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Hughes
Hughes
180

be found in ‘Letters by several Eminent Persons Deceased,’ edited by his nephew, the Rev. John Duncombe [q. v.] (second edition 1773). Hughes is said to have left in manuscript two acts of a tragedy entitled ‘Sophy Mirza,’ which was subsequently completed by William Duncombe (Baker, Biog. Dram. 1812, i. 211, 379).

He also wrote: 1. ‘The Triumph of Peace: a poem,’ London, 1698, fol. In the dedication to Sir Richard Blackmore, Hughes states that this was the first poetical essay which he had ‘ventur'd to make publick.’ 2. ‘The Court of Neptune. On King William's Return from Holland, 1699,’ 1699. 3. ‘The House of Nassau: a Pindaric ode,’ London, 1702, fol. 4. ‘An Ode in praise of Musick, set for variety of Voices and Instruments by … P. Hart,’ London, 1703, 4to. Reprinted (without the music) with Hughes's ‘Cupid and Hymen's Holiday,a pastoral masque’ [London,1781?], 8vo. 5. ‘A Review of the Case of Ephraim and Judah, and its application to the Church of England and the Dissenters. In a letter to Dr. Willis, Dean of Lincoln, occasioned by his Thanksgiving Sermon, preached before her Majesty at St. Paul's, on 23 Aug. 1705,’ 1705. 6. ‘Advices from Parnassus.… Written by Trajano Boccalini. To which is added a continuation of the Advices by Girolamo Briani of Modena. All translated from the Italian by several Hands. Revis'd and Corrected by Mr. Hughes,’ &c., London, 1706, fol. 7. Translation of Molière's ‘Misanthrope,’ with a preface, 1709. It was afterwards reprinted (without the preface) with Molière's other plays translated by Ozell. 8. ‘The History of the Revolution in Portugal.… By the Abbot de Vertot … Translated from the French’ (anon.), London, 1712. 9. ‘An Ode to the Creator of the World. Occasion'd by the Fragments of Orpheus’ (anon.), London, 1713, fol. 10. ‘Apollo and Daphne: a masque. Set to musick by [Dr. Pepusch], and perform'd at the Theatre Royal in Drury Lane’ (anon.), London, 1716, 4to; another edition [London, 1781?], 8vo. 11. ‘An Ode for the Birthday of Her Royal Highness the Princess of Wales,’ London, 1716, 4to. 12. ‘A Layman's Thoughts on the late Treatment of the Bishop of Bangor, in the charge made against him by Dr. Snape, and undertaken to be proved by the Bishop of Carlisle [Dr. Nicolson]. In a letter to the Bishop of Carlisle,’ 1717. 13. ‘A Discourse concerning the Antients and Moderns. Written by the same author, and translated by Mr. Hughes,’ appended to Glanvill's translation of ‘Conversations with a Lady on the Plurality of Worlds. Written in French by M. Fontenelle,’ London, 1719, 12mo. 14. ‘Charon; or the Ferry-Boat. A vision. Dedicated to the Swiss Count —— [John James Heidegger],’ London, 1719, 8vo. Reprinted in second volume of Samuel Croxall's ‘Select Collection of Novels and Histories,’ London, 1829, 12mo. 15. ‘The Ecstacy: an ode,’ London, 1720, fol. 16. ‘Letters of Abelard and Heloise. To which is prefix'd a particular account of their lives, amours, and misfortunes. Extracted chiefly from Monsieur Bayle. Translated from the French. The fourth edition corrected’ (anon.), London, 1722, 12mo; the seventh edition, London, 1743, 12mo; the tenth edition, London, 1765, 12mo; ditto, Dublin, 1769, 12mo; another edition, London, 1788, 8vo; another edition, London, 1805, 12mo; another edition, Edinburgh, 1806, 12mo. 17. ‘The Complicated Guilt of the late Rebellion,’ 1745. This was written by Hughes in 1716, but was not published until 1745, when it was printed with a preface by William Duncombe.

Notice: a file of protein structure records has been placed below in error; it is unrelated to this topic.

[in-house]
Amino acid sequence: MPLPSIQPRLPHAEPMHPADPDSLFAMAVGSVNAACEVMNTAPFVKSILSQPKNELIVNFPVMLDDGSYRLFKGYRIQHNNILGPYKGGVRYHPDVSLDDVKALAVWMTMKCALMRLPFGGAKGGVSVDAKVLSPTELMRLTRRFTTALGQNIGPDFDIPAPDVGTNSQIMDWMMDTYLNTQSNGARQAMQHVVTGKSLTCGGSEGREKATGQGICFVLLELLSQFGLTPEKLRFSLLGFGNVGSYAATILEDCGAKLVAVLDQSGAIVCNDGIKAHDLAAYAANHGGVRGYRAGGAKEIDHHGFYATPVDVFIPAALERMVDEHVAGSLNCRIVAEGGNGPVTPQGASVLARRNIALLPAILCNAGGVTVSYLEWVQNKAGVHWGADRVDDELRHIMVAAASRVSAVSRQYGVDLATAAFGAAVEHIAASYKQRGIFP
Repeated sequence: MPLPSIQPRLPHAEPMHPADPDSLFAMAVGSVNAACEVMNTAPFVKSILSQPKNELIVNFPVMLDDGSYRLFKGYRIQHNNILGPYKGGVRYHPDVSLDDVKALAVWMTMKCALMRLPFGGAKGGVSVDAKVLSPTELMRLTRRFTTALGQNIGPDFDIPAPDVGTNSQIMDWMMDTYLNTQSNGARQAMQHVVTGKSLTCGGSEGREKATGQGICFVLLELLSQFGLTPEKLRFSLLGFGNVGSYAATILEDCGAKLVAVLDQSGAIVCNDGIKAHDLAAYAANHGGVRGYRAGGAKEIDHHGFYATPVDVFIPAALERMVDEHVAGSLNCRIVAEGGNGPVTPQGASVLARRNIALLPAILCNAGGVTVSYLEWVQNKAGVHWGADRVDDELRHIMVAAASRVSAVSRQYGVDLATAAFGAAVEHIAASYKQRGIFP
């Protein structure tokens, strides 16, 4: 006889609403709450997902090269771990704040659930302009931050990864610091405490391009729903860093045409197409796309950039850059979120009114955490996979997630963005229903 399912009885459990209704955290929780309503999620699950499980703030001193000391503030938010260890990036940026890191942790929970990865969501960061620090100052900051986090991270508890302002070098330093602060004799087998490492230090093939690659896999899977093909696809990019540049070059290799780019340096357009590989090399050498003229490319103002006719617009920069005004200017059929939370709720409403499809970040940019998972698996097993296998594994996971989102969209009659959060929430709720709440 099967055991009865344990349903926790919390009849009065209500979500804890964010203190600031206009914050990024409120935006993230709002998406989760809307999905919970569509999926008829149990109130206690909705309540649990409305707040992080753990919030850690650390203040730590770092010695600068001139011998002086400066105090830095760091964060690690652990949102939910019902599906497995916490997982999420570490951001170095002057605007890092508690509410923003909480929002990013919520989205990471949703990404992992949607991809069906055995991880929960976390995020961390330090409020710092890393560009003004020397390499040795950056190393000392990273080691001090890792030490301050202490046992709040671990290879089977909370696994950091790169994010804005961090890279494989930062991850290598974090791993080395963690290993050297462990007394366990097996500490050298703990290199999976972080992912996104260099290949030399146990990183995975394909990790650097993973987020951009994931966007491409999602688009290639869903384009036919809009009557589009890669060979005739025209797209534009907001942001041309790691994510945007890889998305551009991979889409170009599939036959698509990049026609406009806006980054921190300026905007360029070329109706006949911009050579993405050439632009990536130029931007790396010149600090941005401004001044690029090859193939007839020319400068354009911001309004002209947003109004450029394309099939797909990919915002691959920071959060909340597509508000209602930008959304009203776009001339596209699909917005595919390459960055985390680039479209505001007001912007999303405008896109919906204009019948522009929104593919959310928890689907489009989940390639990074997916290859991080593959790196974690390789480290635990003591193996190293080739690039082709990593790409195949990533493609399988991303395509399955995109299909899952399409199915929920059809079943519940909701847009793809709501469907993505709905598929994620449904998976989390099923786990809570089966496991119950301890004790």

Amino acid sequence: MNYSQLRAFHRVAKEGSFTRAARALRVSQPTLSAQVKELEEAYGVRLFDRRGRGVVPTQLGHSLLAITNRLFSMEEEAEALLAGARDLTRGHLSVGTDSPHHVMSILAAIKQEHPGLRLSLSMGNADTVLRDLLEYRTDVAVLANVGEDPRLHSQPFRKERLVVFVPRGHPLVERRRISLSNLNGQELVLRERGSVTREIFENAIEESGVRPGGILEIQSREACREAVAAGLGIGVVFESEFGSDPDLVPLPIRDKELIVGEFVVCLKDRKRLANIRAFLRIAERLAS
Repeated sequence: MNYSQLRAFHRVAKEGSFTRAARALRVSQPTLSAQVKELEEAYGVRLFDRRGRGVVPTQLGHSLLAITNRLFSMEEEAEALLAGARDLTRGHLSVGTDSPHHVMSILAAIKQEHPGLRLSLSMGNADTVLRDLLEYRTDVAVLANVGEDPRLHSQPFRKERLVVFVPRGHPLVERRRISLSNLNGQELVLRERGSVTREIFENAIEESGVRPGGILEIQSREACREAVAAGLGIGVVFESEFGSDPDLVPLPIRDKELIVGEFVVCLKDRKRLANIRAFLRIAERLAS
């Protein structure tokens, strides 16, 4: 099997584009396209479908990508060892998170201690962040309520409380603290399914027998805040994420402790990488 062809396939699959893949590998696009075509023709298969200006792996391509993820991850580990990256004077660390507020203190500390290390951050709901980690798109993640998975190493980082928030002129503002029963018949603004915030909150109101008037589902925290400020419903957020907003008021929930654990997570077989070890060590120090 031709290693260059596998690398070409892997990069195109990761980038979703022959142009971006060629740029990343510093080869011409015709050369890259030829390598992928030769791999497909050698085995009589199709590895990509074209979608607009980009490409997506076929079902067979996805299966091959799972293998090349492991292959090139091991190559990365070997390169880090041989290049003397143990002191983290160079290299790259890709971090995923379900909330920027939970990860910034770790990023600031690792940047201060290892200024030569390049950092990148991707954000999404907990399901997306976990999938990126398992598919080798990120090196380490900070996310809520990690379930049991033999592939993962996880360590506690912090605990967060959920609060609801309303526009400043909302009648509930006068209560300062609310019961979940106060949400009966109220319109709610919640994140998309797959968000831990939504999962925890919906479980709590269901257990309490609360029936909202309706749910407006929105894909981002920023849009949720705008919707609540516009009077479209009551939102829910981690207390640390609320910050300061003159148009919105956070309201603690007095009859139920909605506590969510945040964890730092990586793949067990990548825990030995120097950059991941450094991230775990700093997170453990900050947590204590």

[Preface to Hughes's Poems on Several Occasions, &c., 1735, pp. i–xxxvii; Duncombe's Letters by Several Eminent Persons Deceased (2nd edit. 1773); Johnson's Lives of the English Poets (ed. P. Cunningham, 1854), ii. 183–8; Boswell's Life of Johnson (ed. G.B.Hill, 1887), i. 270, iii. 259, 314, iv. 36–7; Spence's Anecdotes (ed. S. W. Singer, 1858), p. 229; Biog. Brit. 1757, iv. 2697–2709; Chalmers's Biog. Dict. 1814, xviii. 294–7; Chalmers's British Essayists, 1823, v. xlix–liii, xiii. xxxv–vi; Bisset's Biographical Sketch of the Authors of the Spectator, 1793, pp. 217–39; Calamy and Palmer's Nonconformist's Memorial, 1803, iii. 365–7; Sir John Hawkins's History of Music, 1853, ii. 789, 791, 809, 817, 829, 831; Baker's Biog. Dramat. 1812, vol. i. pt. i. pp. 378–9; Nichols's Literary Anecdotes, 1812–15, i. 396, v. 597, viii. 265, 266, 268, 277, 495; The Georgian Era, 1834, iii. 516; Historical Register, 1720, vol. v. Chron. Diary, p. 10; Gent. Mag. 1779, xlix. 456–7, 549; Notes and Queries, 7th ser. x. 108, 187, 195, 249, 255, 268; Halkett and Laing's Dict. of Anon. and Pseud. Lit. 1882–8; Brit. Mus. Cat.]

G. F. R. B.


HUGHES, JOHN (1776–1843), divine and antiquary, the third child of William Hughes, by his second wife, Elizabeth, daughter of John and Gwenllian Thomas of Lanyewan, was born on 18 May 1776 at Brecon, where his father was a respectable tradesman. He was educated at the College grammar school at Brecon. In 1790 he met John Wesley, who was passing northwards from the Bristol conference, joined the Wesleyans, and soon became a local preacher. In 1796 he was ordained a minister, and engaged in mission work on various Welsh circuits until 1805, when he was appointed to superintend the Wesleyan mission in Liverpool, and to